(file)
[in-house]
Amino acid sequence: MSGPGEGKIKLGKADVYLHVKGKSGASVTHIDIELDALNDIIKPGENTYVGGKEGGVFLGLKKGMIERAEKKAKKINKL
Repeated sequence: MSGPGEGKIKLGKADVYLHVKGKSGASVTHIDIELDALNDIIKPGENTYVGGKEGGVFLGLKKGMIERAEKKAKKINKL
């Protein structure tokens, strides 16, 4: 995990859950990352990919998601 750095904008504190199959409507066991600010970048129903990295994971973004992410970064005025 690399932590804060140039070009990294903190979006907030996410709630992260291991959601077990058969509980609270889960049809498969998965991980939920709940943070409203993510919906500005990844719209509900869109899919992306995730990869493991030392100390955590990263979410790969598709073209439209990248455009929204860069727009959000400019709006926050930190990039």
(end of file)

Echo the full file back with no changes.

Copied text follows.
[in-house]
Amino acid sequence: MSGPGEGKIKLGKADVYLHVKGKSGASVTHIDIELDALNDIIKPGENTYVGGKEGGVFLGLKKGMIERAEKKAKKINKL
Repeated sequence: MSGPGEGKIKLGKADVYLHVKGKSGASVTHIDIELDALNDIIKPGENTYVGGKEGGVFLGLKKGMIERAEKKAKKINKL
């Protein structure tokens, strides 16, 4: 995990859950990352990919998601 750095904008504190199959409507066991600010970048129903990295994971973004992410970064005025 690399932590804060140039070009990294903190979006907030996410709630992260291991959601077990058969509980609270889960049809498969998965991980939920709940943070409203993510919906500005990844719209509900869109899919992306995730990869493991030392100390955590990263979410790969598709073209439209990248455009929204860069727009959000400019709006926050930190990039």